Photo: David Findlay
Hopkinson has an
amazing voice. She just writes these amazing stories.
At REDDIT, thequeensownfool started a Nalo Hopkinson appreciation thread.
Nalo Hopkinson is a Jamaican-born Canadian writer and editor, who currently resides in California. She is best known in the Canadian SFF scene for her novels Brown Girl in the Ring and The Salt Roads. Hopkinson’s work draws on Caribbean history and language, specifically its traditions of oral and written story telling. I’d classify her work as afrofuturism, defined as:
a cultural aesthetic, philosophy of science, and philosophy of history that combines elements of science fiction, historical fiction, fantasy, Afrocentrism, and magic realism with non-Western cosmologies in order to critique not only the present-day dilemmas of black people, but also to revise, interrogate, and re-examine the historical events of the past.
Similar to the work of Octavia Butler, Hopkinson’s work incorporates and questions the historical events of slavery and its impact on the Caribbean and Caribbean diaspora, but also imagines possible futures.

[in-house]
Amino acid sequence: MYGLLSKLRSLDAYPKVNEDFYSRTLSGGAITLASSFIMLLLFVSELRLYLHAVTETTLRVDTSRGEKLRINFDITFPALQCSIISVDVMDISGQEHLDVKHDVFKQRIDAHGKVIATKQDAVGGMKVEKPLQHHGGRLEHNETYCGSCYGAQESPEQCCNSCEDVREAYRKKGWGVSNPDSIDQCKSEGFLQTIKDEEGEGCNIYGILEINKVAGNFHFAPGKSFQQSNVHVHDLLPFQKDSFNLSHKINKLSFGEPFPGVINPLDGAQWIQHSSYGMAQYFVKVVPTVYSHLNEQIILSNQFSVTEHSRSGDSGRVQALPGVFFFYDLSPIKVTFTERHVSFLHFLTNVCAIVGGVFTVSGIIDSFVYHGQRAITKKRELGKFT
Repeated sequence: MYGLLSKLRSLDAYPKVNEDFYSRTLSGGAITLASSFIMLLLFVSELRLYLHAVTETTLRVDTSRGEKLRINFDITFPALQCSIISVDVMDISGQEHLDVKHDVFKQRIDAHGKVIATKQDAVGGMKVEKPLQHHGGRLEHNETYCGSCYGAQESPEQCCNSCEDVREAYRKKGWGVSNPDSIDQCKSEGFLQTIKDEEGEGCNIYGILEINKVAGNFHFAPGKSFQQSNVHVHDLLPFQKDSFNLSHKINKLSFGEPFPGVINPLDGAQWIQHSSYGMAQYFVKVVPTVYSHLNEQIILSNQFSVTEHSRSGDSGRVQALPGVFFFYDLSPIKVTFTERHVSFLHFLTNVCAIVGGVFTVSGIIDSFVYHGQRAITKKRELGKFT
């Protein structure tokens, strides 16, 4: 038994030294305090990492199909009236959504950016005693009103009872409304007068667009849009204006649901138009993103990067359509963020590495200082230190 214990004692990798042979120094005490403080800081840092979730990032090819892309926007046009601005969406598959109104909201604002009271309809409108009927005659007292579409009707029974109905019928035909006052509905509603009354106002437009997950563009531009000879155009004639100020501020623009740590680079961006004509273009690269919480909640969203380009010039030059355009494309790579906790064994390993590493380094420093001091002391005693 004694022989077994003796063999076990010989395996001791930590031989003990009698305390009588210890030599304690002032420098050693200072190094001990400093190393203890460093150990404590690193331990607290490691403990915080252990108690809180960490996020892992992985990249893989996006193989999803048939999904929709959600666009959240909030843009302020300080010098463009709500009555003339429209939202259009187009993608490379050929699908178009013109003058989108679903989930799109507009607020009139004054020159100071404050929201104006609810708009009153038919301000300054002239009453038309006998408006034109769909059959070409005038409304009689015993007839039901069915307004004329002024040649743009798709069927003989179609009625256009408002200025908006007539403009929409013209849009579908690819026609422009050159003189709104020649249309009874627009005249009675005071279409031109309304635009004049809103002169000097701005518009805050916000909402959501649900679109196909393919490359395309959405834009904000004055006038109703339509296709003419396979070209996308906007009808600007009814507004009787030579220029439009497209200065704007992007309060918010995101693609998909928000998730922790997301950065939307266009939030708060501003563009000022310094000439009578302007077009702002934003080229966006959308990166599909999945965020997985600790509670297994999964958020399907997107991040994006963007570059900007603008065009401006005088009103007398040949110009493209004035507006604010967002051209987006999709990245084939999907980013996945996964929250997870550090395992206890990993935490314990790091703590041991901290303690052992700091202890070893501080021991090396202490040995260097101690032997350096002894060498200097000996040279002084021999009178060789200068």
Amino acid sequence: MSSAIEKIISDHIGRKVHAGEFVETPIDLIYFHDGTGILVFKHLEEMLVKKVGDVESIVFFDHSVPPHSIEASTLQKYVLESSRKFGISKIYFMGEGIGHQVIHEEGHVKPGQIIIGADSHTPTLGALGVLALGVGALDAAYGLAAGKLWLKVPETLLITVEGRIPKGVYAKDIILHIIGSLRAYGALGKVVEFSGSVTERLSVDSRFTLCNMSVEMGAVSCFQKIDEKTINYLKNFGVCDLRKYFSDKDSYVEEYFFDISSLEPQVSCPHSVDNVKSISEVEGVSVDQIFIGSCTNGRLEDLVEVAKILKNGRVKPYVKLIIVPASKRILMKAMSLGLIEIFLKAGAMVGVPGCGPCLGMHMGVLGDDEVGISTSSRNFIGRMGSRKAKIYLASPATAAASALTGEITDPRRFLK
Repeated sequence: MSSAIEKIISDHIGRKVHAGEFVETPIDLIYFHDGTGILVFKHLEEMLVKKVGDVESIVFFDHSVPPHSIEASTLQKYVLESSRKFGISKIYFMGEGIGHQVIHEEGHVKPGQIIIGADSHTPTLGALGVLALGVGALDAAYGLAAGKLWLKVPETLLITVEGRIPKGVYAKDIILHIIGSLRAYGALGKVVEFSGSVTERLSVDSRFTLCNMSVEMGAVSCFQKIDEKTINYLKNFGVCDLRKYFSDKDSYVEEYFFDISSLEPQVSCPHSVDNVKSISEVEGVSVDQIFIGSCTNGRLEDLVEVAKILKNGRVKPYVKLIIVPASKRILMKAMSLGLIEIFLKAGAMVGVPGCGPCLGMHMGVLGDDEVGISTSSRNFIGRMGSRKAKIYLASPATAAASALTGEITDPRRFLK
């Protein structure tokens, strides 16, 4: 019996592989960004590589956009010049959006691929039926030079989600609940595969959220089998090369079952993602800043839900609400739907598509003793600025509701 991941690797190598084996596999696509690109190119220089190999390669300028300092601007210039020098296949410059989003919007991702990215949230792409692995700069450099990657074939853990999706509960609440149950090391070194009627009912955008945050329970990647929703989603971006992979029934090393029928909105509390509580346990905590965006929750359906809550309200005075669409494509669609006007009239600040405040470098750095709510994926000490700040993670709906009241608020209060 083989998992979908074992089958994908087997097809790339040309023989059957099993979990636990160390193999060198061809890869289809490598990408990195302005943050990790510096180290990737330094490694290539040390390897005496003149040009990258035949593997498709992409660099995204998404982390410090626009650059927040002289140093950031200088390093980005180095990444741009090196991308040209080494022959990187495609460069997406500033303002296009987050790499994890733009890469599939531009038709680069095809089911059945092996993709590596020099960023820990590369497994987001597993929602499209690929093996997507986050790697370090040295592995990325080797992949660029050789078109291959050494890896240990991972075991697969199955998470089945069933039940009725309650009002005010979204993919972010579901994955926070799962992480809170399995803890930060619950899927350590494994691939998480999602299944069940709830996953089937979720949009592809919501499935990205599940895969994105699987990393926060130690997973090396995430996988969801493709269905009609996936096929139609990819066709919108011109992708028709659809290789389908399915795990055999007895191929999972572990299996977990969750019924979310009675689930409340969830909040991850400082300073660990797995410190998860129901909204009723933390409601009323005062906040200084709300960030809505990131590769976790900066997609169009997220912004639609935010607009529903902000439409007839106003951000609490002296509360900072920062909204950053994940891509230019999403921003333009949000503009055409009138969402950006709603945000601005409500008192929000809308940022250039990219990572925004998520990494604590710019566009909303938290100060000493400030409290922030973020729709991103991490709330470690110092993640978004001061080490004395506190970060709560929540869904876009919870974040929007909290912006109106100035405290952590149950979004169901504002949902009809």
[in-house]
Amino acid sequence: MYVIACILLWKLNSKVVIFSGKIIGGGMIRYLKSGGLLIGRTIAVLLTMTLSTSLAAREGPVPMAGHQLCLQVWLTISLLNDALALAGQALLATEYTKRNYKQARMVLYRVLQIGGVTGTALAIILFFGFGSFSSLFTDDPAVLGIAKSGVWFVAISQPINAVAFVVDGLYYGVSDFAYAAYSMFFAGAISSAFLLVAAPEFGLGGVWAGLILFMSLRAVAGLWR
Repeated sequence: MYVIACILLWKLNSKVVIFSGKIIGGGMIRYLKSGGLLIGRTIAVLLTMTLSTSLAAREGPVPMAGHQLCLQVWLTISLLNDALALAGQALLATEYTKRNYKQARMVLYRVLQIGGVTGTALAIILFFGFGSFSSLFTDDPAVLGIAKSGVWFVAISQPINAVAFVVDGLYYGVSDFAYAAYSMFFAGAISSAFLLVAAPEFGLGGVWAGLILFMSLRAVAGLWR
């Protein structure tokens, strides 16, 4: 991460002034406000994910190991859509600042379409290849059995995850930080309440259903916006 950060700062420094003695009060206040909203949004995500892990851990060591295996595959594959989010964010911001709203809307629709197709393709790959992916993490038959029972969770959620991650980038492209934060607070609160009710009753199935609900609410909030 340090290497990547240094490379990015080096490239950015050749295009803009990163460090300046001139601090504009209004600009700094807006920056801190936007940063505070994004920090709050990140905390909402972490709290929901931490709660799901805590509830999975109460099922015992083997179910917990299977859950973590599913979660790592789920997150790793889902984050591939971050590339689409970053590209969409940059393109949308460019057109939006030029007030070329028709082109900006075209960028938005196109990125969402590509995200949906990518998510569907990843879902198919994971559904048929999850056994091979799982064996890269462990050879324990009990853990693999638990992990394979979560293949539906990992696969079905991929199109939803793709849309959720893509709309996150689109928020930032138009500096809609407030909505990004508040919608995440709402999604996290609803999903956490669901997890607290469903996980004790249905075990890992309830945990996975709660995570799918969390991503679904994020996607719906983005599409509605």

The CBC shares a video with Nalo Hopkinson: “Afrofuturism, sci-fi and why ‘it is a radical act for Black people to imagine having a future‘”
You may know about Black History Month, but what about Black Future Month? CBC Arts turned to science fiction writer Nalo Hopkinson to find out more about what the future means — and why it’s so exciting.
Hopkinson brings her experience as a Black woman to her novels. She’s been reading science fiction since she was young, but she came to writing it in her adulthood after discovering that one of the writers she admired was a Black man. Now, she’s the award-winning author of six novels, including the acclaimed Brown Girl in the Ring (which is the inspiration for a new movie by Sharon Lewis, called Brown Girl Begins).
For more information on FALLING IN LOVE WITH HOMINIDS, visit the Tachyon page.
Cover art by Chuma Hill
Design by Elizabeth Story